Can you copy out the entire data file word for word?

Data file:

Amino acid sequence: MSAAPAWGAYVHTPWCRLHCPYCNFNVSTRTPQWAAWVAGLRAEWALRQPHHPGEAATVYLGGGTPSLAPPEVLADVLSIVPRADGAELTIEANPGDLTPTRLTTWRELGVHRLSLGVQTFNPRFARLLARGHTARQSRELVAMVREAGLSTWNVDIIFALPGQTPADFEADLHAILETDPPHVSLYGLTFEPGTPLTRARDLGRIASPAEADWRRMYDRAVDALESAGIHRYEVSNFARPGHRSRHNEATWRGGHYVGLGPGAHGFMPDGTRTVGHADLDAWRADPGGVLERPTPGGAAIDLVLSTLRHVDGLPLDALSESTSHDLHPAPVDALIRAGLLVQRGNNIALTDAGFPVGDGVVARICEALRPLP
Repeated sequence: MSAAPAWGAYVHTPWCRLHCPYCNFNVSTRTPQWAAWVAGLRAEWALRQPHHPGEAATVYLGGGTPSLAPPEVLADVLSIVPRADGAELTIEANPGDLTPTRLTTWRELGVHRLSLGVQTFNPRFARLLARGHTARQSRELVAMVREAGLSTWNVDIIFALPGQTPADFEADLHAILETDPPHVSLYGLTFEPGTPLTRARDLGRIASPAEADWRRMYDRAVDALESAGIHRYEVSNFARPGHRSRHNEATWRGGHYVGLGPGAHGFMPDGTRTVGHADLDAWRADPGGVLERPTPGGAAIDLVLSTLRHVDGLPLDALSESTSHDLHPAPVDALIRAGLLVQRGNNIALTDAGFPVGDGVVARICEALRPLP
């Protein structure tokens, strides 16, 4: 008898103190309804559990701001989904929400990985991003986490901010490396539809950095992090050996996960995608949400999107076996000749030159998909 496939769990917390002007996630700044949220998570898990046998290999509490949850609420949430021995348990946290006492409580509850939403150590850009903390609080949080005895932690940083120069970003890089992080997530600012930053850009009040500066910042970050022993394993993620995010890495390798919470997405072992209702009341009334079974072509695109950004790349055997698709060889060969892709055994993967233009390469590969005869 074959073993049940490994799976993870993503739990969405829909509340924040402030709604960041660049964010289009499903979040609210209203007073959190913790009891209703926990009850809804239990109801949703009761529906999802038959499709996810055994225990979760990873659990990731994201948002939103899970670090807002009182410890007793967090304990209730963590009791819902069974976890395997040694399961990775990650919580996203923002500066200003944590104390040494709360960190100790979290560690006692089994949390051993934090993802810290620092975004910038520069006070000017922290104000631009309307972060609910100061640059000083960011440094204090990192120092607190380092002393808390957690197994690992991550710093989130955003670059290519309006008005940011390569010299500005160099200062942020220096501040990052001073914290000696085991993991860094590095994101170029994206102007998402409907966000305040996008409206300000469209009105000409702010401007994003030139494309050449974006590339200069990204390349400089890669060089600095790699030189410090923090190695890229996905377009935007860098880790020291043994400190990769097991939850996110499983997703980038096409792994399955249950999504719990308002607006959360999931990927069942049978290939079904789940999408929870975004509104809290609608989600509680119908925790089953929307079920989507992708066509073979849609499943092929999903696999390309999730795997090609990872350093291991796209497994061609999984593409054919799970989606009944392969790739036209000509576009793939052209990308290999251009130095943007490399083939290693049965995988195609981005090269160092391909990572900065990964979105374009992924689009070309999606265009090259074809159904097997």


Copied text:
Amino acid sequence: MSAAPAWGAYVHTPWCRLHCPYCNFNVSTRTPQWAAWVAGLRAEWALRQPHHPGEAATVYLGGGTPSLAPPEVLADVLSIVPRADGAELTIEANPGDLTPTRLTTWRELGVHRLSLGVQTFNPRFARLLARGHTARQSRELVAMVREAGLSTWNVDIIFALPGQTPADFEADLHAILETDPPHVSLYGLTFEPGTPLTRARDLGRIASPAEADWRRMYDRAVDALESAGIHRYEVSNFARPGHRSRHNEATWRGGHYVGLGPGAHGFMPDGTRTVGHADLDAWRADPGGVLERPTPGGAAIDLVLSTLRHVDGLPLDALSESTSHDLHPAPVDALIRAGLLVQRGNNIALTDAGFPVGDGVVARICEALRPLP
Repeated sequence: MSAAPAWGAYVHTPWCRLHCPYCNFNVSTRTPQWAAWVAGLRAEWALRQPHHPGEAATVYLGGGTPSLAPPEVLADVLSIVPRADGAELTIEANPGDLTPTRLTTWRELGVHRLSLGVQTFNPRFARLLARGHTARQSRELVAMVREAGLSTWNVDIIFALPGQTPADFEADLHAILETDPPHVSLYGLTFEPGTPLTRARDLGRIASPAEADWRRMYDRAVDALESAGIHRYEVSNFARPGHRSRHNEATWRGGHYVGLGPGAHGFMPDGTRTVGHADLDAWRADPGGVLERPTPGGAAIDLVLSTLRHVDGLPLDALSESTSHDLHPAPVDALIRAGLLVQRGNNIALTDAGFPVGDGVVARICEALRPLP
């Protein structure tokens, strides 16, 4: 008898103190309804559990701001989904929400990985991003986490901010490396539809950095992090050996996960995608949400999107076996000749030159998909 496939769990917390002007996630700044949220998570898990046998290999509490949850609420949430021995348990946290006492409580509850939403150590850009903390609080949080005895932690940083120069970003890089992080997530600012930053850009009040500066910042970050022993394993993620995010890495390798919470997405072992209702009341009334079974072509695109950004790349055997698709060889060969892709055994993967233009390469590969005869 074959073993049940490994799976993870993503739990969405829909509340924040402030709604960041660049964010289009499903979040609210209203007073959190913790009891209703926990009850809804239990109801949703009761529906999802038959499709996810055994225990979760990873659990990731994201948002939103899970670090807002009182410890007793967090304990209730963590009791819902069974976890395997040694399961990775990650919580996203923002500066200003944590104390040494709360960190100790979290560690006692089994949390051993934090993802810290620092975004910038520069006070000017922290104000631009309307972060609910100061640059000083960011440094204090990192120092607190380092002393808390957690197994690992991550710093989130955003670059290519309006008005940011390569010299500005160099200062942020220096501040990052001073914290000696085991993991860094590095994101170029994206102007998402409907966000305040996008409206300000469209009105000409702010401007994003030139494309050449974006590339200069990204390349400089890669060089600095790699030189410090923090190695890229996905377009935007860098880790020291043994400190990769097991939850996110499983997703980038096409792994399955249950999504719990308002607006959360999931990927069942049978290939079904789940999408929870975004509104809290609608989600509680119908925790089953929307079920989507992708066509073979849609499943092929999903696999390309999730795997090609990872350093291991796209497994061609999984593409054919799970989606009944392969790739036209000509576009793939052209990308290999251009130095943007490399083939290693049965995988195609981005090269160092391909990572900065990964979105374009992924689009070309999606265009090259074809159904097997």